As it was too much work to change the string pointers (and too much space for the smaller category), I tried my other idea: to initialize a big string, to find the first char position that it is at a 1K, 2K or the required boundary and to point screen area to that byte by modifying the pointer in the DL. Also a PMBASE could be set using the same procedure (or both at once). Then, all screen and P/M data may be moved arround using (sub)string assignments.

 

I did a proof of concept that, after some hours, turns into a complete game... It is another one like Descend, Streamliner or Carrera, but at Atari BASIC speed, i.e. slower! Now I must prepare the required docs to submit it. :-D

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Yup! ;)

 

As it was too much work to change the string pointers (and too much space for the smaller category), I tried my other idea: to initialize a big string, to find the first char position that it is at a 1K, 2K or the required boundary and to point screen area to that byte by modifying the pointer in the DL. Also a PMBASE could be set using the same procedure (or both at once). Then, all screen and P/M data may be moved arround using (sub)string assignments.

 

I did a proof of concept that, after some hours, turns into a complete game... It is another one like Descend, Streamliner or Carrera, but at Atari BASIC speed, i.e. slower! Now I must prepare the required docs to submit it. :-D

Yeah, that's the approach i am using too. Using a dummy string upfront with a variable DIM size to make sure the first "real" string starts exactly where I want it to be. Then everything else falls into place.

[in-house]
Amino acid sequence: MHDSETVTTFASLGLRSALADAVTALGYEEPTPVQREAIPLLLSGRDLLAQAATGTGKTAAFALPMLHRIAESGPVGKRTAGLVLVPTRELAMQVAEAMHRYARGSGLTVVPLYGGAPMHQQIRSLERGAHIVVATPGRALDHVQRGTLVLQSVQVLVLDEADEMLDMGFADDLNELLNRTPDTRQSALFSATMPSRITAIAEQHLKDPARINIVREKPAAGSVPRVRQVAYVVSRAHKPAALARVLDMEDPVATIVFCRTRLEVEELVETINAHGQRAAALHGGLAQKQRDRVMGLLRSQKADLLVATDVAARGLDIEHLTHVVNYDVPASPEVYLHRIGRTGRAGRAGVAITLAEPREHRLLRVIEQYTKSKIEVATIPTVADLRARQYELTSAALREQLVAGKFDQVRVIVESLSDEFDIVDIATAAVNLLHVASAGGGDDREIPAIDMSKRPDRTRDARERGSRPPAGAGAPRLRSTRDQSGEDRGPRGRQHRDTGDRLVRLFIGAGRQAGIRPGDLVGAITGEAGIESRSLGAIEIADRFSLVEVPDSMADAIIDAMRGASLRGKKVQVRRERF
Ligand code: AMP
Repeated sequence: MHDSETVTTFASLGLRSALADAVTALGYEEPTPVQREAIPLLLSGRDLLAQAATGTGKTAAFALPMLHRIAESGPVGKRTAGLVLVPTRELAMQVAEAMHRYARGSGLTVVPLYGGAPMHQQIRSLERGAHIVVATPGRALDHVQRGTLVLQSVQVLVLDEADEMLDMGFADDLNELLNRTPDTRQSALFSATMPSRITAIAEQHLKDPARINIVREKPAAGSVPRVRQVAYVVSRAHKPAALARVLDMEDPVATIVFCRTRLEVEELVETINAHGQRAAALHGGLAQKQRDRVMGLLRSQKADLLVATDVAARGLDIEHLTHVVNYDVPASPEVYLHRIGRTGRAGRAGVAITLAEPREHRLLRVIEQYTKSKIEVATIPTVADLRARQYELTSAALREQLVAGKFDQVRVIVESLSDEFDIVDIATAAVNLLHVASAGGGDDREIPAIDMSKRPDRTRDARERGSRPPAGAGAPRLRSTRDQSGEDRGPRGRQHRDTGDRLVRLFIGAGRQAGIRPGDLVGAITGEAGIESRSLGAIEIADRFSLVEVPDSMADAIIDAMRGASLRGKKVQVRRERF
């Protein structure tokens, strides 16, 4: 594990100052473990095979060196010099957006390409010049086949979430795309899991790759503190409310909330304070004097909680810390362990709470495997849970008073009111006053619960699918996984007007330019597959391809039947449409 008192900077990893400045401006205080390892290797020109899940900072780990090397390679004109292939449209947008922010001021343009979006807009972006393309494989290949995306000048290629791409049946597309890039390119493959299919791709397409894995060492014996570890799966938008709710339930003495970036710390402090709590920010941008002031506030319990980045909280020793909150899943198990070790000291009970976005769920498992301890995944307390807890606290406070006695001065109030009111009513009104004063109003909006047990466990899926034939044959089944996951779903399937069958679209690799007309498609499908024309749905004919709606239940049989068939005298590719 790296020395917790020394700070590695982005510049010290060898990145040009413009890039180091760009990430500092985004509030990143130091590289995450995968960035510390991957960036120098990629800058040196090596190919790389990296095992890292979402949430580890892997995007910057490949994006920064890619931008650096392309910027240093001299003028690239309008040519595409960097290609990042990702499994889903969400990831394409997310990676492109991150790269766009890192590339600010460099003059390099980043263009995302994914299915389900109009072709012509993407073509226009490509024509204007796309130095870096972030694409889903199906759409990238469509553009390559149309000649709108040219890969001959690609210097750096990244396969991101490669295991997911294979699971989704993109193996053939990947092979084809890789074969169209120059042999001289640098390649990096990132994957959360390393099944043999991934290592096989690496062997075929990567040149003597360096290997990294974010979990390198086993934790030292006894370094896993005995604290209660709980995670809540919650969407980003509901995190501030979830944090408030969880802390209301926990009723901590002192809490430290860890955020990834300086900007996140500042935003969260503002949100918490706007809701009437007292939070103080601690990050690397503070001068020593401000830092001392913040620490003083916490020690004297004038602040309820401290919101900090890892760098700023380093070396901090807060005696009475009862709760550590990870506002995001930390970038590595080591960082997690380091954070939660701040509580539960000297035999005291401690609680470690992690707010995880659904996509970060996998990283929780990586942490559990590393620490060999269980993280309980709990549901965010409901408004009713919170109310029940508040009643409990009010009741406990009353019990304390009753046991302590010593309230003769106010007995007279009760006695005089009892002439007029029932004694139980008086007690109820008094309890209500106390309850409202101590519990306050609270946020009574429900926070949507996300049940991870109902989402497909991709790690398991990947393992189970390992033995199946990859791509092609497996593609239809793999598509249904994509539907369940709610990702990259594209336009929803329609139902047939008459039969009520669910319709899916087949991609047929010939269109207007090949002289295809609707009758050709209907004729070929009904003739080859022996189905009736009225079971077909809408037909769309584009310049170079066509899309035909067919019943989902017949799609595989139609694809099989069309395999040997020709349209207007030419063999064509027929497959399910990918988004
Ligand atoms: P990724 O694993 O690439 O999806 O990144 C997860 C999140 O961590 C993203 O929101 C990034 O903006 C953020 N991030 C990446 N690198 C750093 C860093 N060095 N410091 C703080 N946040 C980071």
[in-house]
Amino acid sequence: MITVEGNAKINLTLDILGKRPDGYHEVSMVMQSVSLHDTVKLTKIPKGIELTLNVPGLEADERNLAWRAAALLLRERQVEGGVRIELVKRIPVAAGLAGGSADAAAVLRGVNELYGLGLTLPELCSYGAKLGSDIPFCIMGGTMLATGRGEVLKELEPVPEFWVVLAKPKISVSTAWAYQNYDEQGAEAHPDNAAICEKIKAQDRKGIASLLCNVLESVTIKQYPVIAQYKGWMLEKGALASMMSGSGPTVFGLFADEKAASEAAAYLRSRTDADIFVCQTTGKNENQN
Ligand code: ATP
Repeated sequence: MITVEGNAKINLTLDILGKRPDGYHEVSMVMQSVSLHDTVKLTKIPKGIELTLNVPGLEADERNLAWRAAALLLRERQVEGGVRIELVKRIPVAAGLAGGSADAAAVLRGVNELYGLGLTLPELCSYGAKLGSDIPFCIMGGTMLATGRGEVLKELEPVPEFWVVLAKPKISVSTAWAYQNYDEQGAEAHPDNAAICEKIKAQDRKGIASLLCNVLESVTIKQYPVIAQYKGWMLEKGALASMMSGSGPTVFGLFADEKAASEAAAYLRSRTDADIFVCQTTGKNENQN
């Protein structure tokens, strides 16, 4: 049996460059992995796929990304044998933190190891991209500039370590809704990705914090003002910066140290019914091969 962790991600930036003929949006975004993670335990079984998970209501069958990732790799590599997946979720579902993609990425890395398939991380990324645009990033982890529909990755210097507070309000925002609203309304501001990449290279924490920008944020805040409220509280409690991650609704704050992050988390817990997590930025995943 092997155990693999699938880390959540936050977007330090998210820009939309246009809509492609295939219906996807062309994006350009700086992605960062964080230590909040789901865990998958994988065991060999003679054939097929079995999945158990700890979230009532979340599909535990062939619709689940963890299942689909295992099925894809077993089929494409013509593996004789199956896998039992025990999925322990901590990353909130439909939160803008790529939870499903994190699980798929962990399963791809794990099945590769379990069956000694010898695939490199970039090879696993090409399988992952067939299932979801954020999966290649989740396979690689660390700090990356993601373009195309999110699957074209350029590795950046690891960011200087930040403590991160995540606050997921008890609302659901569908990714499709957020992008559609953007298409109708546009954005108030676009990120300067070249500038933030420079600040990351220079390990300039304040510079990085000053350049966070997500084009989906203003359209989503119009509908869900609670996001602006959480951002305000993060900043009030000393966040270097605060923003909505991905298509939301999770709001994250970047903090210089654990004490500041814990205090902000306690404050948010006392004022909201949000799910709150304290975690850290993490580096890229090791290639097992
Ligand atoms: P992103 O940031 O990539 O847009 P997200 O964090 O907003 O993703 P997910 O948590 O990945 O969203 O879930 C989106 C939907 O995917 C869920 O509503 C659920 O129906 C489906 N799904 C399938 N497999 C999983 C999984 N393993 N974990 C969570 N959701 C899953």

Jumping through the variable table works well, but takes up way too much precious real estate in the 10-liner code.

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The variable string method needs more bytes in the declaration than the variable index in a big string. The counterpart of the variable index is that more bytes are needed in the code, and the total number has to be to the number of times that the variable is added to the string slice.

 

The first version of my experimental game, "deep forest", used the calculated index, but the second one, "deep canyon", used the variable string declaration because that saved many bytes in the game loop. That also allowed me to add more features and difficulty because I could also fit the start of the loop with a beginning of a line, and then remove an endless FOR loop, saving more bytes for the initialization.

 

What I couldn't add was data for a new charset, so I had to keep the default font in ANTIC mode 4, just like your nice game.

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Yep, looks like we've both been working through the same challenges with Atari BASIC. After going with the variable string-length method to ensure my strings are starting at an exact/predictable memory location, I was able to fit more features in like scoring and keeping track of best score, and also made the computer logic more challenging to play against.

 

Using the method to skip through calculated steps of the variable table didn't leave me with enough room to do any of that before.

 

-Eric

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Another method to get a string on a known boundary - do a bit of calculation beforehand then allocate a dummy string of size X that takes up the slack space meaning your string will then fall on the boundary you want.

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Another method to get a string on a known boundary - do a bit of calculation beforehand then allocate a dummy string of size X that takes up the slack space meaning your string will then fall on the boundary you want.

Yes , that's exactly what I am doing. Works great!!!